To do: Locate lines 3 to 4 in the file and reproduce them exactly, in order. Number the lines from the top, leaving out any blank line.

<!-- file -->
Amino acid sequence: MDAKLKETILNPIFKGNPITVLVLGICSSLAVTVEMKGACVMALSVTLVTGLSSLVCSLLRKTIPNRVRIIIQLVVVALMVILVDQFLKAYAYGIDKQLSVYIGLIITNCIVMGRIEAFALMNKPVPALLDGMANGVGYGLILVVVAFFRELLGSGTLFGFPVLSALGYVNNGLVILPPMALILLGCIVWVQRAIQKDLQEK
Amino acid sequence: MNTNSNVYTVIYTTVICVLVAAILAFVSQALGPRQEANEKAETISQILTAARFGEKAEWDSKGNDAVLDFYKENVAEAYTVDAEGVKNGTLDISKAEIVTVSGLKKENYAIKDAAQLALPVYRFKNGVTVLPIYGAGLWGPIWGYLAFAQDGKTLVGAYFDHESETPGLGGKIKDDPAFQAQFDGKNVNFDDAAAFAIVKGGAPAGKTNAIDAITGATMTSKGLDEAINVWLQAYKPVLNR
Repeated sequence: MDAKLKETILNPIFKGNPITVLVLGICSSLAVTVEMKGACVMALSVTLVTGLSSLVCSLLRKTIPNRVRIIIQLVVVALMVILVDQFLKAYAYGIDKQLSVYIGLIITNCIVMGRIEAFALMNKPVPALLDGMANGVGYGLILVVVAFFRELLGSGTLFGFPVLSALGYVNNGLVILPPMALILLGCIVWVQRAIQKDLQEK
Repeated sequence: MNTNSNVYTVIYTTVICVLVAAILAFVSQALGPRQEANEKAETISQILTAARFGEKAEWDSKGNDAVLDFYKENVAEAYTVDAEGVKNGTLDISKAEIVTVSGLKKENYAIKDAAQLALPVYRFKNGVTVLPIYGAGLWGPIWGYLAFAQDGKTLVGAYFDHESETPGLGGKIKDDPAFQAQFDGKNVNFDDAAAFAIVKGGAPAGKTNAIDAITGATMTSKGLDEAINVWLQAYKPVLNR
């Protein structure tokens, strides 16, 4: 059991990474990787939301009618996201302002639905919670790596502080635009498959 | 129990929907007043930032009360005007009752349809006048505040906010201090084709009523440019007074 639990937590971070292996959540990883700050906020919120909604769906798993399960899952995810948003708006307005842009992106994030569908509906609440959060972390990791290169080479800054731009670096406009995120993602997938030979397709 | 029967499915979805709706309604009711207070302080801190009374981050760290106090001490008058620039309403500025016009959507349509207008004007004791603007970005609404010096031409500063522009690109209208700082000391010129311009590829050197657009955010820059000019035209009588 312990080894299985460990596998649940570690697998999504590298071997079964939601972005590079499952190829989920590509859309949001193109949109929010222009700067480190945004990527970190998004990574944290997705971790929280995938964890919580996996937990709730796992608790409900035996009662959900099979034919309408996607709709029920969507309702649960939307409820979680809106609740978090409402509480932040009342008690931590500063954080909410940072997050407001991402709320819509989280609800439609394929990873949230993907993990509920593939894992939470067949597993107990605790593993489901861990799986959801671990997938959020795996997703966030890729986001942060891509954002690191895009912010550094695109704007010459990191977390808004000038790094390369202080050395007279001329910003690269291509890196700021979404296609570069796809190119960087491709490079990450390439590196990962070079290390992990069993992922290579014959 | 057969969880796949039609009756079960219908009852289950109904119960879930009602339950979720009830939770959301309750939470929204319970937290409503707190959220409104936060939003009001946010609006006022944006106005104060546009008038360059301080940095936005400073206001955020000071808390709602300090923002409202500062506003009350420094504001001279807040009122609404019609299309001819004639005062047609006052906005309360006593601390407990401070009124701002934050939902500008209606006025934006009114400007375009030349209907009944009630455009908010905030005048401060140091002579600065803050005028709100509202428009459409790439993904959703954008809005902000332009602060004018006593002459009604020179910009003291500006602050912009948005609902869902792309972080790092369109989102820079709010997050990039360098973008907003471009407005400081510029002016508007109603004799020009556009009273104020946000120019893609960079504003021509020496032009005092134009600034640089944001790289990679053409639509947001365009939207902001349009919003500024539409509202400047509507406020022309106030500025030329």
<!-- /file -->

Repeated sequence: MDAKLKETILNPIFKGNPITVLVLGICSSLAVTVEMKGACVMALSVTLVTGLSSLVCSLLRKTIPNRVRIIIQLVVVALMVILVDQFLKAYAYGIDKQLSVYIGLIITNCIVMGRIEAFALMNKPVPALLDGMANGVGYGLILVVVAFFRELLGSGTLFGFPVLSALGYVNNGLVILPPMALILLGCIVWVQRAIQKDLQEK
Repeated sequence: MNTNSNVYTVIYTTVICVLVAAILAFVSQALGPRQEANEKAETISQILTAARFGEKAEWDSKGNDAVLDFYKENVAEAYTVDAEGVKNGTLDISKAEIVTVSGLKKENYAIKDAAQLALPVYRFKNGVTVLPIYGAGLWGPIWGYLAFAQDGKTLVGAYFDHESETPGLGGKIKDDPAFQAQFDGKNVNFDDAAAFAIVKGGAPAGKTNAIDAITGATMTSKGLDEAINVWLQAYKPVLNR